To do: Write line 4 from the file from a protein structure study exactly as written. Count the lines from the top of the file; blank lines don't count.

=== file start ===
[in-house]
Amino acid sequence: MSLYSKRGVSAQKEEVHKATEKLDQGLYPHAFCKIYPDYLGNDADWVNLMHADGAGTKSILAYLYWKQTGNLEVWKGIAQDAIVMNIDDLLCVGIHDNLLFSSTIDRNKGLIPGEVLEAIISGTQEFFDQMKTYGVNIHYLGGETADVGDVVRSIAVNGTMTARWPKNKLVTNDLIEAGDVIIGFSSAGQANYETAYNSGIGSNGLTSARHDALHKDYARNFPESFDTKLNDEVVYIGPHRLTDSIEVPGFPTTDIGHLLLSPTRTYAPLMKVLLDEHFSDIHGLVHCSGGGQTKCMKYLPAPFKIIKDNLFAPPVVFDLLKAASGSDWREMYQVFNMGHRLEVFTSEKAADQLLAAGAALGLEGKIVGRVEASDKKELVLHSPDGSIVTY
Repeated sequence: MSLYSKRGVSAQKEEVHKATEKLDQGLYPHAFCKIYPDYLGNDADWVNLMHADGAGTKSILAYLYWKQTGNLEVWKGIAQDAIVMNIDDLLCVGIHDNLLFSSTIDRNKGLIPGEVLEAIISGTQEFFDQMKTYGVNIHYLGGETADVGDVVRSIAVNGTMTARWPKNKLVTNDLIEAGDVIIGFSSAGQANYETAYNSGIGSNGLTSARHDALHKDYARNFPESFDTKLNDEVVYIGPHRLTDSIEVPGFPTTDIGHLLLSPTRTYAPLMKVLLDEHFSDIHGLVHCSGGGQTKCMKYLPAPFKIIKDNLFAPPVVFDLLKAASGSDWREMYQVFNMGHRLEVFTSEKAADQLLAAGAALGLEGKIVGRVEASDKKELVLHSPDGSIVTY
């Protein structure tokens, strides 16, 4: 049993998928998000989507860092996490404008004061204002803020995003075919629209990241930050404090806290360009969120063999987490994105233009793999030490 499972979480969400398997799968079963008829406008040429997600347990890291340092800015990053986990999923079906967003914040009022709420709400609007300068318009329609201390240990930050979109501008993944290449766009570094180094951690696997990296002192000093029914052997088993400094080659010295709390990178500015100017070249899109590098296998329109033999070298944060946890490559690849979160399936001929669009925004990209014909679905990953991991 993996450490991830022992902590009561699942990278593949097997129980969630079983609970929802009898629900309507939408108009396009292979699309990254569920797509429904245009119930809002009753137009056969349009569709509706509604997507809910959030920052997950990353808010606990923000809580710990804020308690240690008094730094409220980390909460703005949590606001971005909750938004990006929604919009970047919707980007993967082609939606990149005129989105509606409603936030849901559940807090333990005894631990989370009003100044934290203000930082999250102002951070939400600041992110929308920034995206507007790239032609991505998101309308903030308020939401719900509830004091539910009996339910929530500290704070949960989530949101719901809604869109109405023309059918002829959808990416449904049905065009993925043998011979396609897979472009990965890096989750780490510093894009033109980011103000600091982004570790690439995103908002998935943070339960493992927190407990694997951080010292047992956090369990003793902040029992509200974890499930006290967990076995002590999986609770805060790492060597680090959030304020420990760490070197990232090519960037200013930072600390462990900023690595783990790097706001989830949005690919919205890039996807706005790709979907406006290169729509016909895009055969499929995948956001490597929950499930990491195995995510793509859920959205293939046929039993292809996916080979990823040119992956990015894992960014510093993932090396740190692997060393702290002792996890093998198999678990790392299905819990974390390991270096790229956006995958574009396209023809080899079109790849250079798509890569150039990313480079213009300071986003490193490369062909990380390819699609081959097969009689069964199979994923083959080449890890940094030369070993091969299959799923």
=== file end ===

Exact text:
């Protein structure tokens, strides 16, 4: 049993998928998000989507860092996490404008004061204002803020995003075919629209990241930050404090806290360009969120063999987490994105233009793999030490 499972979480969400398997799968079963008829406008040429997600347990890291340092800015990053986990999923079906967003914040009022709420709400609007300068318009329609201390240990930050979109501008993944290449766009570094180094951690696997990296002192000093029914052997088993400094080659010295709390990178500015100017070249899109590098296998329109033999070298944060946890490559690849979160399936001929669009925004990209014909679905990953991991 993996450490991830022992902590009561699942990278593949097997129980969630079983609970929802009898629900309507939408108009396009292979699309990254569920797509429904245009119930809002009753137009056969349009569709509706509604997507809910959030920052997950990353808010606990923000809580710990804020308690240690008094730094409220980390909460703005949590606001971005909750938004990006929604919009970047919707980007993967082609939606990149005129989105509606409603936030849901559940807090333990005894631990989370009003100044934290203000930082999250102002951070939400600041992110929308920034995206507007790239032609991505998101309308903030308020939401719900509830004091539910009996339910929530500290704070949960989530949101719901809604869109109405023309059918002829959808990416449904049905065009993925043998011979396609897979472009990965890096989750780490510093894009033109980011103000600091982004570790690439995103908002998935943070339960493992927190407990694997951080010292047992956090369990003793902040029992509200974890499930006290967990076995002590999986609770805060790492060597680090959030304020420990760490070197990232090519960037200013930072600390462990900023690595783990790097706001989830949005690919919205890039996807706005790709979907406006290169729509016909895009055969499929995948956001490597929950499930990491195995995510793509859920959205293939046929039993292809996916080979990823040119992956990015894992960014510093993932090396740190692997060393702290002792996890093998198999678990790392299905819990974390390991270096790229956006995958574009396209023809080899079109790849250079798509890569150039990313480079213009300071986003490193490369062909990380390819699609081959097969009689069964199979994923083959080449890890940094030369070993091969299959799923």